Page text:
I was born in 1973 and will be 40 later this year. No, I’m not having a mid-life crisis, panic over hitting an age milestone, or anything else like that. Not my personality or style. What I am having is a realization that if this much can happen in such a short period of time, what does our future hold? Now some of the change was good, and some of the change has been nonexistent or at least not as much as I hoped.
Automotive - For some industries technology really has not played as big of a part as I had hoped. The Automotive industry has been the biggest letdown in my lifetime so far. With all of the computer and science tech that has been identified and harnessed over the past 40 years we’re still basically building the same crap. Just sips the gas a little better, and has something a bit fancier than an 8 track on the inside for your music. It’s not like there has been some seismic shift in the way the automotive industry has tackled their industry and is probably partially responsible for the recent collapse of some of the giants and their closing down the sub-brands that decades ago did provide additional creature comforts, style, and overall value.
Housing - Another industry that I think could have done a lot more with technology is the home improvement / housing industry in general. Now you have homes finally wired up with a full electrical / network / tv / etc. system inside the homes bones but existing homeowners for the most part still sit inside wood and siding houses with some insulation and drywall on the inside to try to keep their house heat efficient. With all the technology we have devised I’m just amazed that existing homeowners still dwell in houses that are for the most part no different than the ones built 80 years prior. Friends and family who have remodeled or gutted from Sandy have the same thing put back up. Maybe it looks prettier, or has central air now or some other minor upgrade. But the actual houses have very little updating done to them from when they were first constructed in these neighborhoods (my town was developed mostly in the 40s).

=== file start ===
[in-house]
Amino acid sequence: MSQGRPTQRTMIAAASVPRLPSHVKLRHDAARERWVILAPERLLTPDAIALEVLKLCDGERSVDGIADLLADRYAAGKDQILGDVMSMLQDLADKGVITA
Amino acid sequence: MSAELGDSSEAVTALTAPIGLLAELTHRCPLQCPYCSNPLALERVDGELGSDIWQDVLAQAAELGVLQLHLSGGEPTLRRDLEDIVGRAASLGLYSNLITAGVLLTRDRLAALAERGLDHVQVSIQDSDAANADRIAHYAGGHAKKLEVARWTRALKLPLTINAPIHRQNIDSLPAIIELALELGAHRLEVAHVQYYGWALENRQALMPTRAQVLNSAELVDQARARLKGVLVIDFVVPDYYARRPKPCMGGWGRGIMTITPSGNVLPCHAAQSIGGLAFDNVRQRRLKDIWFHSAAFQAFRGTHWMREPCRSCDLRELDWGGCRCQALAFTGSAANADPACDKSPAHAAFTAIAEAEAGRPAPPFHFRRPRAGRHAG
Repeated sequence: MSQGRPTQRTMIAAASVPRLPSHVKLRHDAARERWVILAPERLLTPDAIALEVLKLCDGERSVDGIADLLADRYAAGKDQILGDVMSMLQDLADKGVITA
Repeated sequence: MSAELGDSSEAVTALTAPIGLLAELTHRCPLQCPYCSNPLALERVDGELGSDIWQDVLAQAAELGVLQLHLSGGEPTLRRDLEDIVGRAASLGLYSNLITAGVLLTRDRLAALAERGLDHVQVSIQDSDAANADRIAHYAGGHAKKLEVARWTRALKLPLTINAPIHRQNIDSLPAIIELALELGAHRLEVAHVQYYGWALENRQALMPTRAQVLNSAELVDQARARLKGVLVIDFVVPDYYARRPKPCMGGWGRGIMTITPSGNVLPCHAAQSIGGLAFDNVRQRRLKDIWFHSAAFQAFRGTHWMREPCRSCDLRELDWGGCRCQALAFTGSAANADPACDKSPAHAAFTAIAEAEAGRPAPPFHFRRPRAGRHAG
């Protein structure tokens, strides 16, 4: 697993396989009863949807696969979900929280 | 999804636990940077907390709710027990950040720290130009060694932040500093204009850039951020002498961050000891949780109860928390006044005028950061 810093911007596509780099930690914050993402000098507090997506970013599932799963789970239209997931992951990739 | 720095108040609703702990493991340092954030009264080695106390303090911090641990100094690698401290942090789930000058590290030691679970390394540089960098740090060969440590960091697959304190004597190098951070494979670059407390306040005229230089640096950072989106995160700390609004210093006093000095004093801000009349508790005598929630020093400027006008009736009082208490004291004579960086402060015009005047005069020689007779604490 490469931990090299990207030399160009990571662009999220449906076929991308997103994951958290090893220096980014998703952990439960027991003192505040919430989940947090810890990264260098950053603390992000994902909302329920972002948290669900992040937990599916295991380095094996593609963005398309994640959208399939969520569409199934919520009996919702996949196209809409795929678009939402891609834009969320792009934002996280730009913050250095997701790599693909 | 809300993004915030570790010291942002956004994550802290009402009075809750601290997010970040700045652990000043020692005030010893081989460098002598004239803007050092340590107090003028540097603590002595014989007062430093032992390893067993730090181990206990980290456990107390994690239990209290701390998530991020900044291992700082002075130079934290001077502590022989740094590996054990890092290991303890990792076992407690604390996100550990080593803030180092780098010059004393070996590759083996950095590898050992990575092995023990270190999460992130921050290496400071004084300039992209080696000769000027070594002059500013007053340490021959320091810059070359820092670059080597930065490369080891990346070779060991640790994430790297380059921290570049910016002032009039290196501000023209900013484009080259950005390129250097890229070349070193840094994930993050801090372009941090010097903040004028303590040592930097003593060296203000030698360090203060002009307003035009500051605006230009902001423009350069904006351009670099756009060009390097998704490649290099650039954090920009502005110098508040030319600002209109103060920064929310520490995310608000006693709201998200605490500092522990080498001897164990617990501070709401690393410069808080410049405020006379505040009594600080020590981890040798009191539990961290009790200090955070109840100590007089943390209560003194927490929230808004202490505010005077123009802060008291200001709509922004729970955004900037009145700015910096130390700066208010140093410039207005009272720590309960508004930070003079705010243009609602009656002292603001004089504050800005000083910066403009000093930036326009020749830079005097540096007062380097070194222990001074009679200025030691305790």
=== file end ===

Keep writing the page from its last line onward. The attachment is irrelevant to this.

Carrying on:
Enough of the pooping on dated technological industries. Truthfully I think overall we have made huge advances in technology. The thing is it’s all NEW and does not always hook up to the older industries like automotive or housing. Since new technology is generally developed with it’s own needs in mind, things are more one of a kind and customized to the experience.
Communications - Holy hell what has happened in this space? In my lifetime we went from rotary telephones, to having an electronic secretary in our shirt pocket that only wants to be paid $50/month + dataplan and a couple bucks in electricity a month to charge! Our electronic secretaries also never take a break, always remember the details to every little thing, and even replace your photography equipment for anyone other than professionals. And that photography equipment built into our modern communication devices? It’s loads better than what we grew up with and can be shared instantly with others. Great example. Yesterday I’m at my father-in-laws with my daughter. I took a invariably snarky picture of her and a few clicks later dressed it up with Instagram and uploaded it to Facebook. 2 words that 40 years ago would have put you into an insane asylum with people thinking you speak in tongues!! Communications has only a few places left to really go at this point and they are already pretty much there. Wearable phones like the watches coming out now that either are phones or bluetooth items that work with your phones, eyewear with overlays to see incoming calls and the stems act as speakers, and implants. Personally you’ll never implant a phone in me without killing me first, but the Pebble bluetooth watch is a great way to use your phone on the go and not have to have it in your hands 24/7 like most people seem to do!!